The house hunt began with us loading into a Tuc-Tuc to meet an estate agent on a scooter at a roundabout who we would then follow to see our prospective new homes. It was all quite elaborate but we had begun to realize that the Kingdom of Wonder, however wonderful also refers to you wondering what is going on, the majority of the time. So we followed, we were first shown a house that had various lawns, there was front lawns, side lawns, more lawns than I have ever seen available to someone who I wasn’t meant to curtsey too. It was incredibly beautiful, hidden behind a shop on the side of the road it was a traditional Khmer wooden house with lots of space but quite isolated from any other houses. Which added to the fact you would feel like a member of the Royal family by living there. Although having breakfast each morning on the Royal Terrace seemed ever so fancy, we are not the fancy sort. One of us will always, always smell like baby poo and the other will be cleaning said baby poo up. So, we left the house quite quickly and as we did we saw the Dogs. I capitalize Dogs because they were the angriest dogs I had come across, maybe not Sam had come across after his night of heroics but they had been taught to be mean and they didn’t like us very much. Even if for a second we had imagined ourselves on the front lawn, eating scones with our newly renamed children Juniper and Peach frolicking through the grounds – the dogs weren’t having any of it. So, we scrambled back into our Tuc-Tuc and went to house number two.
When we arrived, something was very different to every other house viewing we’d been too. Back home you always have the option to be in when people are viewing your house as you watch them silently judge your furnishings, trinkets and share looks about that photo of you both holding an inflatable banana at the Christmas party. For those reasons alone, you leave. You huddle in the coffee shop at the end of the road, you hide in a nearby bush, you run and never look back (until the estate agent messages to say it’s okay to return home). We arrived to around twenty people, going about their daily business. We were told to look around, take our shoes off and peer through their lives, whilst they watched. Due to our own anxieties, we both threw ourselves into the nearest bush until they left. We didn’t, however, we did leave – it wasn’t what we wanted and we weren’t 100% on whether the current inhabitants came with the house which with Dylan toilet training and Dotty’s new found fascination with toes would be a real logistical nightmare.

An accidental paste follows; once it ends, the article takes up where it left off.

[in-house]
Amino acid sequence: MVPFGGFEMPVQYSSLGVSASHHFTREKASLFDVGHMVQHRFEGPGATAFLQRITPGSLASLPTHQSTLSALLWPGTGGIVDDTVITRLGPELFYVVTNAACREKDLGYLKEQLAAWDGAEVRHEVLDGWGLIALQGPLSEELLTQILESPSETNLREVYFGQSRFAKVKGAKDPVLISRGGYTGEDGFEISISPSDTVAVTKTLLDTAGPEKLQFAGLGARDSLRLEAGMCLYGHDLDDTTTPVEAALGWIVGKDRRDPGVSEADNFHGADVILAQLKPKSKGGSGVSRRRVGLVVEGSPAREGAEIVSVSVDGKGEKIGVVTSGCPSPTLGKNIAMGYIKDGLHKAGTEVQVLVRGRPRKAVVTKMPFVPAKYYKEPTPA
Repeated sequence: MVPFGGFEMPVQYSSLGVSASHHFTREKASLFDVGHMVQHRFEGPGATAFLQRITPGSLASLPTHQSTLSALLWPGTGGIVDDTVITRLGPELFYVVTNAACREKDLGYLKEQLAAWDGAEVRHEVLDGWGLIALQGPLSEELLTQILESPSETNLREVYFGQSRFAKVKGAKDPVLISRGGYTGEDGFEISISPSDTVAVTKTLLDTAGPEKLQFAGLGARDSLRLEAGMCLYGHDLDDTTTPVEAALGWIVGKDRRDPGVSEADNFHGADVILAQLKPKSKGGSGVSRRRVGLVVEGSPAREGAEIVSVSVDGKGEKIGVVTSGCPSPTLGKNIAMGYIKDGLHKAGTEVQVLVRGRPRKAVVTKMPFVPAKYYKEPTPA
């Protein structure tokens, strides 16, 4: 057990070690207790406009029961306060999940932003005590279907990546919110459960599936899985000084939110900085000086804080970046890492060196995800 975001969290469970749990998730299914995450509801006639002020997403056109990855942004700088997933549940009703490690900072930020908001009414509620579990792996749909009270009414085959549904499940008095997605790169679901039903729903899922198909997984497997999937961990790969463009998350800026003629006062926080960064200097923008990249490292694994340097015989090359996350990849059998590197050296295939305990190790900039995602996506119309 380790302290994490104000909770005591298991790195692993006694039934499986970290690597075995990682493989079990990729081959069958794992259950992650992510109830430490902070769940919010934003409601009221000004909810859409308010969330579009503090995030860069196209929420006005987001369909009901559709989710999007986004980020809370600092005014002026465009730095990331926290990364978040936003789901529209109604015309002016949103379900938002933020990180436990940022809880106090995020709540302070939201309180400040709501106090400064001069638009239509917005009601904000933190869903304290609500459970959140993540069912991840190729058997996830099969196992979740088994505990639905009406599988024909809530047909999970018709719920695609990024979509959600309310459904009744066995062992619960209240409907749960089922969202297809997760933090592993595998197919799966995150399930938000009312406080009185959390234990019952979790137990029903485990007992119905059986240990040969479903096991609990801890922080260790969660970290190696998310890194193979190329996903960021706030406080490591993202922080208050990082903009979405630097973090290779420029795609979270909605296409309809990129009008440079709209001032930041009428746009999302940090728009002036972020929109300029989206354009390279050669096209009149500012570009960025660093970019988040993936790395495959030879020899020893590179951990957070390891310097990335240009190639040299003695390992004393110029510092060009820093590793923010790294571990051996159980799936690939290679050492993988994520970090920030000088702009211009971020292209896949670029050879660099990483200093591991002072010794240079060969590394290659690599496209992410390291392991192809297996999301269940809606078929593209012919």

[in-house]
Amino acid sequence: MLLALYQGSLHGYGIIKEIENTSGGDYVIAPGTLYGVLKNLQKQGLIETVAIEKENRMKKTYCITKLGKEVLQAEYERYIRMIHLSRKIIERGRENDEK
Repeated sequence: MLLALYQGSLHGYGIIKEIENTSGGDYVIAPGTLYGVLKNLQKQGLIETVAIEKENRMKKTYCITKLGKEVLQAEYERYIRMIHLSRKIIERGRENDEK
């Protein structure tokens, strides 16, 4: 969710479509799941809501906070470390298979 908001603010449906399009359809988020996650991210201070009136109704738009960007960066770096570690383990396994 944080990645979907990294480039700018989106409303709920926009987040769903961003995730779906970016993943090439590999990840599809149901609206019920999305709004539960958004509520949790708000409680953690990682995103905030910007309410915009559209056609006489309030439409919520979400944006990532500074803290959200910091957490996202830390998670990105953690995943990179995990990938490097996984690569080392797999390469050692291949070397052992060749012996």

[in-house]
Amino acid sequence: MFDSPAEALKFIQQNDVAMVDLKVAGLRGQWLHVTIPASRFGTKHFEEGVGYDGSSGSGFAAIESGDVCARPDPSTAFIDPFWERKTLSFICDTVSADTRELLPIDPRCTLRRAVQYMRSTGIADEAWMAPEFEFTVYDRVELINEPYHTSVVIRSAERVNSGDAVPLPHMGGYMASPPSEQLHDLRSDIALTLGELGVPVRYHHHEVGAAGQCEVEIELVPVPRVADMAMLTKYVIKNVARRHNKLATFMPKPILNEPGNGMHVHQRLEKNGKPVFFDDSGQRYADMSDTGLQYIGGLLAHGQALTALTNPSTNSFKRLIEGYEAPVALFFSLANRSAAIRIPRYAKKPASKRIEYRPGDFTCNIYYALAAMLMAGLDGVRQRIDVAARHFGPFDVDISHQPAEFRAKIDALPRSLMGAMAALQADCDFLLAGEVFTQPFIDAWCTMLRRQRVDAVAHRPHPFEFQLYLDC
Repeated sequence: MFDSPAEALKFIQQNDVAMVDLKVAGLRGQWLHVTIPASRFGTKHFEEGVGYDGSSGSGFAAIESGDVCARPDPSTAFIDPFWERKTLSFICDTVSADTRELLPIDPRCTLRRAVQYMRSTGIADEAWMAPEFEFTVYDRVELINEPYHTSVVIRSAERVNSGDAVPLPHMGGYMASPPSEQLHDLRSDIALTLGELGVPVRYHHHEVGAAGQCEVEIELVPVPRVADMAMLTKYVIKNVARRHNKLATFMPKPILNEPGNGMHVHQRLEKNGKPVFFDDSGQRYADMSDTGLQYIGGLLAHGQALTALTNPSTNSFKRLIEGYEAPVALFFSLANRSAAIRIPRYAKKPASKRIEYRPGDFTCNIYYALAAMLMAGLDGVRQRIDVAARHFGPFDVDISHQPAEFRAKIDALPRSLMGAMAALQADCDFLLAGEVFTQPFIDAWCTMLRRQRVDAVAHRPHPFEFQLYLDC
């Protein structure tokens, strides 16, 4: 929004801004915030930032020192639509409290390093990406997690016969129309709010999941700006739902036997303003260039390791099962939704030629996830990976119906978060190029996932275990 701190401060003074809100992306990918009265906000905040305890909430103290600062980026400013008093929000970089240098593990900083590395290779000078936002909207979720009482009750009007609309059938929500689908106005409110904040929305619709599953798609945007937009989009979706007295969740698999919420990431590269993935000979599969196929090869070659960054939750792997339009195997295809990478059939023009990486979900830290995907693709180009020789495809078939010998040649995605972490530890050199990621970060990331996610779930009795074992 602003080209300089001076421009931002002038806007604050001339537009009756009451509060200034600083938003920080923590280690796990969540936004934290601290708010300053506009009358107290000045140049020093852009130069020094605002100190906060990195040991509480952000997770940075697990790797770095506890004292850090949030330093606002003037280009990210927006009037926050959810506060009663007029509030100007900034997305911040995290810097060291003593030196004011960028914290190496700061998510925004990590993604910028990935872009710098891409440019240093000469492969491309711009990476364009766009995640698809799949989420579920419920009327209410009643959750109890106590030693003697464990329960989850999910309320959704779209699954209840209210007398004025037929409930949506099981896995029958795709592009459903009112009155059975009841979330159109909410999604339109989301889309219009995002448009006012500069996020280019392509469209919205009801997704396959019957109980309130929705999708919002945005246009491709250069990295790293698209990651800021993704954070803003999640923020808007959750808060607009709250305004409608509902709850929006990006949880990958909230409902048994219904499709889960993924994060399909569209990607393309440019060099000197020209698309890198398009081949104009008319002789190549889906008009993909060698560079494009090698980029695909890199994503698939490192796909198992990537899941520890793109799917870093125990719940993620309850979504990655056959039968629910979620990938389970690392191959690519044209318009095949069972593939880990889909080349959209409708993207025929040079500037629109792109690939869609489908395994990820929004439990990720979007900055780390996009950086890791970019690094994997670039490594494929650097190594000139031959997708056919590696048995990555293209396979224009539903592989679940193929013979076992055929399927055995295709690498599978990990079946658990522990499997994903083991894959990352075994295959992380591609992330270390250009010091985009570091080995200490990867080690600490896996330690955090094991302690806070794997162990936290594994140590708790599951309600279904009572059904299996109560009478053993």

We went back to Valentina and Steve’s house and felt a little flat. Maybe we could just live here and borrow their piece of tropical paradise. We would greet all other guests with hi’s and hello’s and when asked when we would leave, Sam who by then would of grown a floor length beard just for effect would stand with his new found stick that he would also be carrying around with him, bang the ground and bellow “NEVEEEEER!” huddle us all inside our room and lock the doors. Or we perhaps would keep looking.
We continued scrolling the local estate agents pages and showed interest in a property, within five minutes we were all bundled into a car and taken to see a house, not the house we had showed interest in, but a house all the same. It faced a brick wall and had very little space outside – it was very, very grey but everybody was so nice. And Sam and I are suckers for nice people. The landlord was a lady and she kept calling the house our new home, showing us textile options and offering us a kettle. She fawned over the girls as the estate agents gathered the paperwork for us to go through after telling us repeatedly how amazing it would be for us. They placed us in the living room and gave us ‘our’ remote control and spoke about when we’d be moving in. The stairs didn’t have a handrail on both sides which would be a nightmare with two children we raised, ‘IT’S DONE, $100 DOLLARS, IT’S DONE’. Well, that’s that then isn’t it, this grey house is perfect – everyone is so kind, let’s move in.
We got back to Valentina and Steve’s $100 dollars lighter and in a little bit of a haze. We didn’t really speak for an hour or so, either of us not entirely sure what had happened.
‘I don’t want to live there!’ one of us finally exclaimed after the shock had worn off.
‘ME NEITHER! what do we do?!’
We phoned the estate agents the next morning, we’d got caught up in the kindness but we didn’t think the property was for us. He was disappointed but immediately spoke of his many better properties and offered us another trip in his car. We declined and the $100 handrail was never spoken about ever again.